Professor Pam A. Thomas is currently the Pro Vice Chancellor for Research at the University of Warwick with responsibility for academic leadership of the research portfolio and strategy across the whole of the institution. In her personal research, she leads the Ferroelectric Crystallography group, which is part of the Condensed Matter and Materials activity in the Department of Physics. Motivated by her interest in how physical properties are derived from structure on a variety of scales, she was the architect of the inter-departmental X-ray diffraction facility, and oversaw its development into one of Warwick’s first Research Technology Platforms in 2014 when she became the inaugural director. She was educated at Oxford University, where she took a BA (Hons) in Physics and a DPhil on the subject of Optical Activity in Crystals in the Physical Crystallography Group of the Clarendon Laboratory.
Pam was the inaugural Director 2009-2011 of the Science City Research Alliance, a major HEFCE-funded research programme for the universities of Birmingham and Warwick, which employed circa 50 Early Career Researchers across the two institutions, many of whom have gone on to significant academic and industrial careers. She also oversaw and managed the investment of £57M from regional and European funding agencies into research infrastructure under the Science Cities initiative, which notably resulted in construction of the Clinical Trials and Mechanochemical Cell Biology buildings at Warwick Medical School as well as major investments in facilities for research in Advanced Materials and Energy.
She followed this by a period as Chair of the Faculty of Science, Warwick’s equivalent of Dean, from 2011-2015, providing over-arching academic leadership to the 9 Departments in the Faculty, which range from Life Sciences and Psychology to Engineering and WMG via Chemistry, Physics, Computer Sciences, Mathematics and Statistics. Notable innovations during this time were Faculty-level activities in widening participation, employability, public engagement and engineering education, where Pam led on the partnership with the new engineering university in Hereford (NMITE).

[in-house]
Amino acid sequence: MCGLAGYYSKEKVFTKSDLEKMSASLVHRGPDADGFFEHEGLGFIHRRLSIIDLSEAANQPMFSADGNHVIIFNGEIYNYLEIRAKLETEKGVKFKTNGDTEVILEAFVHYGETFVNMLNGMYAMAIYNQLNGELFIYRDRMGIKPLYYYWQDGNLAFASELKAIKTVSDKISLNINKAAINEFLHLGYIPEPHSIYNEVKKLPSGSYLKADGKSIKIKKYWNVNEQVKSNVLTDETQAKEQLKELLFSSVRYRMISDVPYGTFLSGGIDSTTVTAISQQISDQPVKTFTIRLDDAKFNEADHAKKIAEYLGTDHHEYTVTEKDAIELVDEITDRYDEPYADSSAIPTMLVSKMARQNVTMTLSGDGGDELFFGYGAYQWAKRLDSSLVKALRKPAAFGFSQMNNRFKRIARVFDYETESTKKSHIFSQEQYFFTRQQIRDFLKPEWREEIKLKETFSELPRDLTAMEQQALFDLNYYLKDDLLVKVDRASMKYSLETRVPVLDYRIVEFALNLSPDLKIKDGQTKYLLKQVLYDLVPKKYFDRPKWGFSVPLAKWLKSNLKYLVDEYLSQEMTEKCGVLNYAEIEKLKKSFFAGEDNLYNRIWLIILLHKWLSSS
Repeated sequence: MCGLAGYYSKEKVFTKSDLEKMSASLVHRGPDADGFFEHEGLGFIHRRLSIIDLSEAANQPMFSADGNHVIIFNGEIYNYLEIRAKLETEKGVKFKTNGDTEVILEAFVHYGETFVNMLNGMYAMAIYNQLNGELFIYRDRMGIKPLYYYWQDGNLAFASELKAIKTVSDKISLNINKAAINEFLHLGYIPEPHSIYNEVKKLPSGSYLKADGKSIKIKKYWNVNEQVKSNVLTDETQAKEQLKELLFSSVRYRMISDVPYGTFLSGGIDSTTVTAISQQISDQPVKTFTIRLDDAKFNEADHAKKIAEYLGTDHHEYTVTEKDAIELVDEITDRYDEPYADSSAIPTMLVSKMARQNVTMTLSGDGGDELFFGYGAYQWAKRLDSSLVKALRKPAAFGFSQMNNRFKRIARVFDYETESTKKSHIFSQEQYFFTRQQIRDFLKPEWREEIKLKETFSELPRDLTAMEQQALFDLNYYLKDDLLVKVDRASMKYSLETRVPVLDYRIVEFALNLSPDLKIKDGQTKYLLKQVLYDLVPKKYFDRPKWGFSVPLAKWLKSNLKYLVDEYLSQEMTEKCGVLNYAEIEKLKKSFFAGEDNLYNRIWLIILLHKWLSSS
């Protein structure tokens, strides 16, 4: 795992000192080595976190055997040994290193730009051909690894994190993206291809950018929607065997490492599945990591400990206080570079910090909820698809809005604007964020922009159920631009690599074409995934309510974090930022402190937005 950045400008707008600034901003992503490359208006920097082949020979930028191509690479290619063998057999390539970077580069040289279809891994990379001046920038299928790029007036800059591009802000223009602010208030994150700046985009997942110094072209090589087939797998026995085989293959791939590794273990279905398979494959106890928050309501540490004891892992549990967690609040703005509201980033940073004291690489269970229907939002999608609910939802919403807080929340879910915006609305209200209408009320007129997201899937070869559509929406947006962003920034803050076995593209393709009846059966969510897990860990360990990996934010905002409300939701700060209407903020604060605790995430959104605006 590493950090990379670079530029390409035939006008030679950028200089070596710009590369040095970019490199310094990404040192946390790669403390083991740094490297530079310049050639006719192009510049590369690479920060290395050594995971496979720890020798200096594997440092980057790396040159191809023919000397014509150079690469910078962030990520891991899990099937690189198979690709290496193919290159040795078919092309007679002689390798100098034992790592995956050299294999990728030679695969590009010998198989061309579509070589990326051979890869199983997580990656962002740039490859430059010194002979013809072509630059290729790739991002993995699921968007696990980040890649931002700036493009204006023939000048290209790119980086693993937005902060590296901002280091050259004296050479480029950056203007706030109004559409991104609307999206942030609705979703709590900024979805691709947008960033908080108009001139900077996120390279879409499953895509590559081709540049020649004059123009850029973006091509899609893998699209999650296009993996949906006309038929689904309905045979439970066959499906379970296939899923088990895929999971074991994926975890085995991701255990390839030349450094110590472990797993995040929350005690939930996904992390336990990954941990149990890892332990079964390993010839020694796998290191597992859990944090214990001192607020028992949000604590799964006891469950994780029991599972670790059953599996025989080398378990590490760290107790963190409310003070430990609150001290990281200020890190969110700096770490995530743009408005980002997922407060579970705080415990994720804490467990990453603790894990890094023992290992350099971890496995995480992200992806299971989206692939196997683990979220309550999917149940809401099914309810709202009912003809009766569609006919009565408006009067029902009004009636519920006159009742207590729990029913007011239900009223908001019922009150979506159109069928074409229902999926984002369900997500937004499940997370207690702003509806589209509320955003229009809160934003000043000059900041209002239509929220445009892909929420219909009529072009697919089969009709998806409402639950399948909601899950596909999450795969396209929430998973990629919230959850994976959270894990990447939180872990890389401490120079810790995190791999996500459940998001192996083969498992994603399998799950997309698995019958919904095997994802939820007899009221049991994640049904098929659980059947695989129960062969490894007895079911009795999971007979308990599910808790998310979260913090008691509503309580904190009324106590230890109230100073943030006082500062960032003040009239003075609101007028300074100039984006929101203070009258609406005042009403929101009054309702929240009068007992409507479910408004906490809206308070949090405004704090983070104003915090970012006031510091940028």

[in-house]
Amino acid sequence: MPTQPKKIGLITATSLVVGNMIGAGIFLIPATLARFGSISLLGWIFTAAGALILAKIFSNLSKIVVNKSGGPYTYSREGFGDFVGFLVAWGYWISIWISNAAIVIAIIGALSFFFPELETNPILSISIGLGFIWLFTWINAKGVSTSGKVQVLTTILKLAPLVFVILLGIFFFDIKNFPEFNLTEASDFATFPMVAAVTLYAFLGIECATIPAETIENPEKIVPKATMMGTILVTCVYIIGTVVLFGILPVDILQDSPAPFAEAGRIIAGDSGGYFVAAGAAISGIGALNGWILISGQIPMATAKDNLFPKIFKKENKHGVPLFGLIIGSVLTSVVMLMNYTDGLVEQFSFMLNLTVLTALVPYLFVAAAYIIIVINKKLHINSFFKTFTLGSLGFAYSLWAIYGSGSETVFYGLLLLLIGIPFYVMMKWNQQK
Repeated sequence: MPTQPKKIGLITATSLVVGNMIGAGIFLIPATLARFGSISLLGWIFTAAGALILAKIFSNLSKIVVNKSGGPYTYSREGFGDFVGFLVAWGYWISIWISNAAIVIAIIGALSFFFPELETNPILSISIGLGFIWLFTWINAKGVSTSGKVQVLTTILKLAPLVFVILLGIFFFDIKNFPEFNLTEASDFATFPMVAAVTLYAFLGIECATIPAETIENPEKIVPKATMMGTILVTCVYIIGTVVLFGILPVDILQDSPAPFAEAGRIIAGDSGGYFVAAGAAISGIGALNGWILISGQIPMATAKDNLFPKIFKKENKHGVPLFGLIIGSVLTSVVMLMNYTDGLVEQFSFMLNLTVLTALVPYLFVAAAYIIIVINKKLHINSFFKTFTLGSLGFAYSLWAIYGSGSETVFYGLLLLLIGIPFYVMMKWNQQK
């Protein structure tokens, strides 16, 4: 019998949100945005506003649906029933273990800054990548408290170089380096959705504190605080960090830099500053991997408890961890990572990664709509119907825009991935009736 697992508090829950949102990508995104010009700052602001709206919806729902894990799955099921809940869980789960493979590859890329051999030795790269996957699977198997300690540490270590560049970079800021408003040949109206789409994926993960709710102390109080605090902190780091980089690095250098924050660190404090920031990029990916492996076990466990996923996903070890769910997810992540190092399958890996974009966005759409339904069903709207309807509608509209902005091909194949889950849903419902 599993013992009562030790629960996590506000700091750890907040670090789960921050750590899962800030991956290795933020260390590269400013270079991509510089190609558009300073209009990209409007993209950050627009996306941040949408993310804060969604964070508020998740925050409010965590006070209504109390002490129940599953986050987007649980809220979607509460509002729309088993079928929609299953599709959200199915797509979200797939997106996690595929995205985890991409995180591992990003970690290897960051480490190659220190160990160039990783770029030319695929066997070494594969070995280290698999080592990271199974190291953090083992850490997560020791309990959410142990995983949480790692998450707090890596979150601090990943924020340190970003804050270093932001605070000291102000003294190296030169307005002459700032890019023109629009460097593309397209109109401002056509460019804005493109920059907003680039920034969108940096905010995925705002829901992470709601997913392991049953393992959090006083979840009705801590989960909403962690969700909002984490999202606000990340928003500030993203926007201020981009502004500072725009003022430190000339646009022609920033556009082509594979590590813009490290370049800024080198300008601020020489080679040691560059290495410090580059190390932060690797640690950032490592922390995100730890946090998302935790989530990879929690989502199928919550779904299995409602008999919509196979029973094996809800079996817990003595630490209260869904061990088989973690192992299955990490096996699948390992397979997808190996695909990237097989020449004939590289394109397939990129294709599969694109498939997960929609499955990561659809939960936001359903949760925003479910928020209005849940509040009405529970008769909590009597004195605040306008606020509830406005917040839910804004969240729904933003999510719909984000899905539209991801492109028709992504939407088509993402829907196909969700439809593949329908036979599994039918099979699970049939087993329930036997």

Pam’s activities for the scientific community have been numerous and she has chaired, led and participated in activities throughout her career for the Institute of Physics, for the Crystallographic Associations in the UK and Europe, the Science and Technologies Facilities Council (STFC) and the European Synchrotron Radiation Facility (ESRF). She is also a frequent panel member and chair for the Engineering and Physical Sciences Research Council (EPSRC). She was invited by the Minister for Universities and Science in 2016 to lead a task-force on Open Research Data to advise on the implementation of the Open Research Data Concordat. The Task-force’s Phase 1 report was published in July 2017 and will be followed by the final report in early 2018.
Pam is a trustee both of the Turing Institute and of the Faraday Institute and a member of the executive management board of the Midlands Innovation collaboration of universities.
Non-linear optical materials; ferroelectrics, X-ray crystallography.